REPEAL the Telecomm Act & REVIEW this decision. NO journalist should be fired because their boss can't have the truth told.

      by lunachickie on Wed Jun 29, 2011 at 07:49:33 AM PDT

      [ Parent ]

  •  I've been considering Canada (7+ / 0-)

    For over a year now I've been strongly considering Canada.  With each passing day I'm leaning towards it more and more.  Even with the right-wing party ruling there it's a vastly superior situation to live in than here.

    •  To ChadmanFL - Interesting post (1+ / 0-)
      Recommended by:
      ChadmanFL

      Congratulations on making a good choice. They have a great medical system in Canada. All the best on your coming Canadian adventure.

      sig...You just ran into a hardcore progressive who's just another working stiff with an MBA degree & therefore a vociferous labor union supporter [smile]

      by Democrats Ramshield on Wed Jun 29, 2011 at 07:24:11 AM PDT

      [ Parent ]

    •  I lived in Canada for 3 years (7+ / 0-)

      It's moving towards corporatism and more US styled business climate than ever before.  It's not a panacea.  They have their own Fox styled "news" channel in place and are chipping away at Canadian safety nets as well.  

      I loved living in BC and miss it a lot, but between the immigration hassles and the fact they're sliding down the same political path as the US (without the freakish fascist Christian aspect) means you'd be best off staying in the US and fighting for a good political cause.  

      •  The grass is always greener or the other side... (5+ / 0-)
        Recommended by:
        OLinda, Floja Roja, Loge, killjoy, Cardinal96

        They think it's some wonderland in Canada where everything is FREE and everyone loves each other.

        What a joke.

        I've lived here for going on 15 years.  I lived through the immigration hassles.  And, I've lived through the inability to find gainful employment because of anti-Americanism and other bullshit.  

        Gasoline is 4x more expensive here.  Taxes are fucking outrageous.  Healthcare is in no way free and good luck finding a health care provider.  The only one I've ever been able to find is PRIVATE and she charges 100 bucks a visit.

        If I could get a job offer in the US, I would come back in a heartbeat.

        But, people can still pretend it's so wonderful to live in 6 months of snow and ice and a 4 week summer all for the joys of paying crushing taxes and being marginalized economically because you were not born in Canada.

        •  the cold (1+ / 0-)
          Recommended by:
          Floja Roja

          is the main thing that always occurs to me. I just couldn't do it.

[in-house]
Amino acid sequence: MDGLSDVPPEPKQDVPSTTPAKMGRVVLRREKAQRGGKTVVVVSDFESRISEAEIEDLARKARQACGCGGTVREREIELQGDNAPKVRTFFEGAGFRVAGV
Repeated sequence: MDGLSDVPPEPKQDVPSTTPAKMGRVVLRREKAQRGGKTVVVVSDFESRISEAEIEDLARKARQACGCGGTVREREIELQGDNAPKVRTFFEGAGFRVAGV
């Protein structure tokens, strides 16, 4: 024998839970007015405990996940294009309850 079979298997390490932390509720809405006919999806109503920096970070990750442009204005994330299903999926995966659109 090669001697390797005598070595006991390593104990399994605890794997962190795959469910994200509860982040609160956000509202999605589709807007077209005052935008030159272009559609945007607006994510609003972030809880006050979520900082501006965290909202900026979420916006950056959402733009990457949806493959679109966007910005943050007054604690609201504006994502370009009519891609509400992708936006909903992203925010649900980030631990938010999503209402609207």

America is so not like her hype.

          by OLinda on Wed Jun 29, 2011 at 08:37:05 AM PDT

          [ Parent ]

          •  Neither is Canada... (4+ / 0-)
            Recommended by:
            Deejay Lyn, aggieric, Pozzo, Loge

            Neither is Europe.

            The biggest obstacle that most forget is that wherever you go, you will be an IMMIGRANT and you will find yourself rootless and socially disoriented.  People think that because they are AMERICANS they will  be treated in some special way.  The only way you will be treated SPECIAL is in the discrimination you're going to suffer.

            No matter where you go, people take care of their OWN first.

            •  Well if I do move there (0+ / 0-)

              Believe me... I won't be waving an American flag and talking about how great the U.S. is.  I'd do my best to assimilate to the culture of the country.  I've been there several times and NEVER experienced any of the issues you seem to have had, outside of a few obnoxious French Canadians.

        •  Not much accuracy here (1+ / 0-)
          Recommended by:
          fiendish thingy

          Gas is not 4x more expensive, our unemployment rate is below 8%.  My wife just changed her primary care physician and it took her 2 days to get a new one.  Private physicians are not legal under the Canada Health Act so you are being ripped off.  
          You haven't been able to gain employment because of "Anti Americanism"?  My wife is American and has never had trouble getting employment.  
          Do you think it's maybe your attitude

          •  What an ass.... (0+ / 0-)

            Maybe it's because I live in Quebec an as an ENglish-speaking person I'm a fucking second class citizen of Canada.

            Don,t tell me what my experiences are.  They are real and no fucking exaggeration...MR. TRUDEAU.

            •  That explains it (0+ / 0-)

              If youi're talking about Quebec I can see your point.  I've had some bad experiences with French Canadians.  Though if I were to move to Canada it wouldn't be Quebec.  Quebec was always an outlier in attitudes towards Americans from my experience.

        •  No offense David (0+ / 0-)

          But are you even a progressive?  You sure seem to complain about taxes a lot.  It seems you just generally have a bad animosity towards Canada.  I've visited Canada several times and always came away with a very good impression.  

          And as far as gas prices go, soon enough those will be sky high everywhere given the remaining oil supply left in the world and growing demand.  Not sure how it's 4x higher in Canada.  If it's 4x higher there are you telling me you pay $14+ per gallon?

      •  that alone (10+ / 0-)
        without the freakish fascist Christian aspect
        could make the effort of moving worthwhile. Every time I see a statistic on how many of the American population believes that nonsense, it seems to be a slightly higher number. Depressing and terrifying, all at once.

        Yesterday's weirdness is tomorrow's reason why. -- Hunter S. Thompson

        by Mnemosyne on Wed Jun 29, 2011 at 08:15:18 AM PDT